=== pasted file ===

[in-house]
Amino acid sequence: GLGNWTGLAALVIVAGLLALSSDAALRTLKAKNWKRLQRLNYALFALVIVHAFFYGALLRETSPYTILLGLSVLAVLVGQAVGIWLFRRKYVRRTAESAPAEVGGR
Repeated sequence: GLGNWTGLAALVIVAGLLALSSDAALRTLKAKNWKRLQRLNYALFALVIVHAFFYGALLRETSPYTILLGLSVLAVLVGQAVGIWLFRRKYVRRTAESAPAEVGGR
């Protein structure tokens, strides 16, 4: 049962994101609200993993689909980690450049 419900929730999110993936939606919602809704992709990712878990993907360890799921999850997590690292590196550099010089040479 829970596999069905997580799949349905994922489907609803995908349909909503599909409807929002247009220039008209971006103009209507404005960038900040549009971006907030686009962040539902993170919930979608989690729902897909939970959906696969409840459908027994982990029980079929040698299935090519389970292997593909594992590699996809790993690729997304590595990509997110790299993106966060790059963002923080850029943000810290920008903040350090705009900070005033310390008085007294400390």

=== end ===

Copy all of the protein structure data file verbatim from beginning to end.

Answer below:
[in-house]
Amino acid sequence: GLGNWTGLAALVIVAGLLALSSDAALRTLKAKNWKRLQRLNYALFALVIVHAFFYGALLRETSPYTILLGLSVLAVLVGQAVGIWLFRRKYVRRTAESAPAEVGGR
Repeated sequence: GLGNWTGLAALVIVAGLLALSSDAALRTLKAKNWKRLQRLNYALFALVIVHAFFYGALLRETSPYTILLGLSVLAVLVGQAVGIWLFRRKYVRRTAESAPAEVGGR
């Protein structure tokens, strides 16, 4: 049962994101609200993993689909980690450049 419900929730999110993936939606919602809704992709990712878990993907360890799921999850997590690292590196550099010089040479 829970596999069905997580799949349905994922489907609803995908349909909503599909409807929002247009220039008209971006103009209507404005960038900040549009971006907030686009962040539902993170919930979608989690729902897909939970959906696969409840459908027994982990029980079929040698299935090519389970292997593909594992590699996809790993690729997304590595990509997110790299993106966060790059963002923080850029943000810290920008903040350090705009900070005033310390008085007294400390």